Week InReview
Friday | Oct 30, 2020
Get ready for a rare Halloween blue moon night.
There are all kinds of ways to get in the Halloween mood — but none easier and more satisfying than sitting down with a really scary book. The Wall Street Journal asked readers of their Books newsletter to share their favorite literary frights, and they didn’t hesitate to let them know about the books that still have them a little shaken. They share their recommendations for chilling reading of all sorts — and nobody’s going to judge you if you wind up leaving the lights on afterward.

— The Wall Street Journal
U.S. Capitol
Photo: stock.adobe.com
For a risky corner of the exchange-traded fund market, U.S. regulators are giving the industry an easier pathway to getting new products approved while warning that tougher rules may be on the horizon. The Securities and Exchange Commission on Wednesday cleared the way for an uptick in exchange-traded funds that use derivatives to juice investment returns, provided that firms comply with a new set of restrictions. Meanwhile, the SEC also commenced a review of those products. (Bloomberg Law | Oct 28)

Total outstanding rent debt is estimated to be far less than what was lost when the subprime-mortgage bubble burst. But the tens of millions of people potentially facing eviction far exceeds the 3.8 million homeowners foreclosed on in 2007-10. (The Wall Street Journal | Oct 27)

U.S. regulators are shelving a controversial plan to allow most hedge funds to keep their stock investments secret after public companies and other critics blasted the proposal as a major blow to market transparency. Under the rule change the Securities and Exchange Commission was considering, only fund managers who owned at least $3.5 billion in equities would have had to publicly report their holdings, a dramatic increase from the current threshold of $100 million. (Bloomberg Business | Oct 27)

Wall Street executives fretting that Democrats will sweep the White House and Congress can take comfort — some of the Trump era’s most bank-friendly regulators might stick around no matter how the election goes. The possible holdovers, who occupy powerful jobs at the Federal Reserve and other agencies, have months or even years left on their terms. Because they work at independent watchdogs that are supposed to be insulated from politics, they can resist pressure to step down, and a President Joe Biden would have almost no legal recourse to remove them. (Bloomberg Business | Oct 26)

The U.S. Treasury market still runs the risk of abrupt freezes in liquidity like the one seen in March and April, as the Covid-19 pandemic roiled the financial system, a member of the Federal Reserve Bank of New York’s Market Committee said on Friday. (Reuters | Oct 23)
SEC officials warn about risk of leveraged ETFs, ETNs and ETPs
Photo: Reuters
(Oct 28) — U.S. Securities Exchange Commission Chair Jay Clayton and several of his top deputies express concern over whether people understand “unique risk” associated with leveraged and inverse exchange-traded funds and other products. SEC officials said in a statement on Wednesday:
  • “We also are concerned that retail investors, and in certain cases financial professionals, may not fully appreciate how these types of products operate”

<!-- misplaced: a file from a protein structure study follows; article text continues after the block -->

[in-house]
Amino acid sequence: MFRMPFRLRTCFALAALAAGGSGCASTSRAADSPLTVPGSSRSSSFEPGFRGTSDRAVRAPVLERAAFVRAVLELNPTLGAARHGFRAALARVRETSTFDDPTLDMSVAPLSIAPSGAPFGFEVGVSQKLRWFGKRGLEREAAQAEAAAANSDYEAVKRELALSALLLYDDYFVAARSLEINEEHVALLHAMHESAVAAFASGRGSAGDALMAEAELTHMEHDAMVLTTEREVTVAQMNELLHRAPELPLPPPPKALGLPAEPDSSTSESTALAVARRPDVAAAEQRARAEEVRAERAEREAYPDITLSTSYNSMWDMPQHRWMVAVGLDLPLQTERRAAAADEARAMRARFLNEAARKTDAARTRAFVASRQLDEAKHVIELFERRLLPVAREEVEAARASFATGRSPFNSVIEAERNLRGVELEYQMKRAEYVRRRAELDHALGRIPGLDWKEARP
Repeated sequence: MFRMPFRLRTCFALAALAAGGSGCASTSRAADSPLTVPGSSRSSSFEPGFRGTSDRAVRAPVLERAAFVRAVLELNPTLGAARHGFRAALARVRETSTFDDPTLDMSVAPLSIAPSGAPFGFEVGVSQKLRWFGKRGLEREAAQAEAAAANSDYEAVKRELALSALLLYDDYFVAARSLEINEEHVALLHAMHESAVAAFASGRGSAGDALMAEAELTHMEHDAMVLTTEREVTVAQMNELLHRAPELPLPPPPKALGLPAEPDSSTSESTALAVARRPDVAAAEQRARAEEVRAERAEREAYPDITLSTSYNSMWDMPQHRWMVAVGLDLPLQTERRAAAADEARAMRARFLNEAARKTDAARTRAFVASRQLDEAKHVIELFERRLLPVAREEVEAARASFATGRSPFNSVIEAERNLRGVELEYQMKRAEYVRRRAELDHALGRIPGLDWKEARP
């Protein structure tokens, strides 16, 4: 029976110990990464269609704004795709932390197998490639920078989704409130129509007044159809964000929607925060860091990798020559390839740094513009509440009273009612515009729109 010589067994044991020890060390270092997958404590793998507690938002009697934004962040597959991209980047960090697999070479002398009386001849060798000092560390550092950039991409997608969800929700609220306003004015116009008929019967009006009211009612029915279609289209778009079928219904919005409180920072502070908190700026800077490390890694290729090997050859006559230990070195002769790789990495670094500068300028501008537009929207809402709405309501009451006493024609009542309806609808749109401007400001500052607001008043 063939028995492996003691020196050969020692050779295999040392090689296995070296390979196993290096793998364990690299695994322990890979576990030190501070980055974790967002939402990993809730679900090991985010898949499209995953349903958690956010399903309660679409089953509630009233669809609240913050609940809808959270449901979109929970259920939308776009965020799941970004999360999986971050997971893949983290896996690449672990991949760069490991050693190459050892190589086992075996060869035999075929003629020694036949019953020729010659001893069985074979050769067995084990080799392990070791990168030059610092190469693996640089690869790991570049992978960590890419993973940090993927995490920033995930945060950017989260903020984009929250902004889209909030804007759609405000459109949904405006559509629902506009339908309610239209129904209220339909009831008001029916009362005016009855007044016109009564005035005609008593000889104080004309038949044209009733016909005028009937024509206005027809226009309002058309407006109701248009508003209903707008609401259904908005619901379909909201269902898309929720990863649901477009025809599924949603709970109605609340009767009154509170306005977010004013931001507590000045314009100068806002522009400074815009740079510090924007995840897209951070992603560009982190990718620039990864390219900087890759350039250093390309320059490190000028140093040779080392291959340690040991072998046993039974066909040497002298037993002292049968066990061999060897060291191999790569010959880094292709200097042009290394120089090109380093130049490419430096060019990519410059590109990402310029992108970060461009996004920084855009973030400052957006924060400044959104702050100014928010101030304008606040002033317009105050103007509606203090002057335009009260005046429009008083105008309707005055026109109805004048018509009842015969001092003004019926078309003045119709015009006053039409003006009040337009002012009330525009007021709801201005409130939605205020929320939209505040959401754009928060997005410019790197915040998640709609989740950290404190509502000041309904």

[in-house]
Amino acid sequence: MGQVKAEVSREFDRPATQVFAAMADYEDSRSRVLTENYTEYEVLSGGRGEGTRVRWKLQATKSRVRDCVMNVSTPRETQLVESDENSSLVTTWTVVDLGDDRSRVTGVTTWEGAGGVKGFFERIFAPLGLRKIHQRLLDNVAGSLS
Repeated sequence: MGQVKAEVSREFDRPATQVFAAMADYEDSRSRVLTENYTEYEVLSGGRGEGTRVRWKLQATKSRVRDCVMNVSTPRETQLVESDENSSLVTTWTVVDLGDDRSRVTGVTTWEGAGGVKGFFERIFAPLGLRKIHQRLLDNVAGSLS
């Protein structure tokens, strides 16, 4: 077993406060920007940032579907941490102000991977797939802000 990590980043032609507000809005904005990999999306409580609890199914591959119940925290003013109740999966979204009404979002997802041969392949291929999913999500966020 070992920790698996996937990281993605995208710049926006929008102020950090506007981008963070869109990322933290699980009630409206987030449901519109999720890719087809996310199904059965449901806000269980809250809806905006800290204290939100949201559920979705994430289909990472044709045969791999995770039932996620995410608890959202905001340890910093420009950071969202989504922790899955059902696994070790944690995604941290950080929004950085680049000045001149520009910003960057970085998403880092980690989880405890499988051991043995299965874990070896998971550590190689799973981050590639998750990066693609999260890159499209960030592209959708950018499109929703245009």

• Investors in the instruments faced significant losses during the onset of the coronavirus pandemic
  • Retail investors who trade on their own without intermediaries need to be aware of the risks
  • SEC staff will “review the effectiveness of existing regulatory requirements in protecting investors” to deal with the issues

Source: Bloomberg Government
the cyber cafe
'Zoom bombings' & phishing: Innovating security in a remote setting
To initially transition to remote work, many IT departments opened up access to company servers without the right protocols in place, lowering the security profile of company resources and potentially granting access to a “man in the middle”: A bad actor who wouldn’t normally be able to intercept this transmission.
— Dice

Cybersecurity is failing due to economic issues
The report by Debate Security research supports the view that efficacy problems in the cybersecurity market are primarily due to economic issues, not technological ones. The research addresses three key themes and ultimately arrives at a consensus for how to approach a new model.

Russian hackers play 'Chekhov's gun' with U.S. infrastructure
Last week the Department of Homeland Security's Cybersecurity and Infrastructure Security Agency published an advisory warning that a group known as Berserk Bear – or alternately Energetic Bear, TEMP.Isotope, and Dragonfly – had carried out a broad hacking campaign against U.S. state, local, territorial, and tribal government agencies, as well aviation sector targets.
— Wired
binge reading disorder
Photographer: Spencer Platt/Getty Images
Six feet won’t be enough for safety. Covid-19's wintry mix
It’s not just the cold, it’s the humidity. Cold, dry air facilitates the spread of the coronavirus, and the social distancing that helped outside won’t be as effective indoors, scientists said.
— Stat

How trolltrace became a real thing 
Every day it becomes harder to tell the difference between a conventional troll and a weaponized troll. In a case of life imitating parody, fans of South Park highlight that the Trolltrace subplot in 2016 predicted much of this.

12 cyber threats that could wreak havoc on the election
From targeted misinformation to manipulated data, these are the cybersecurity concerns election officials worry about most.
— Wired
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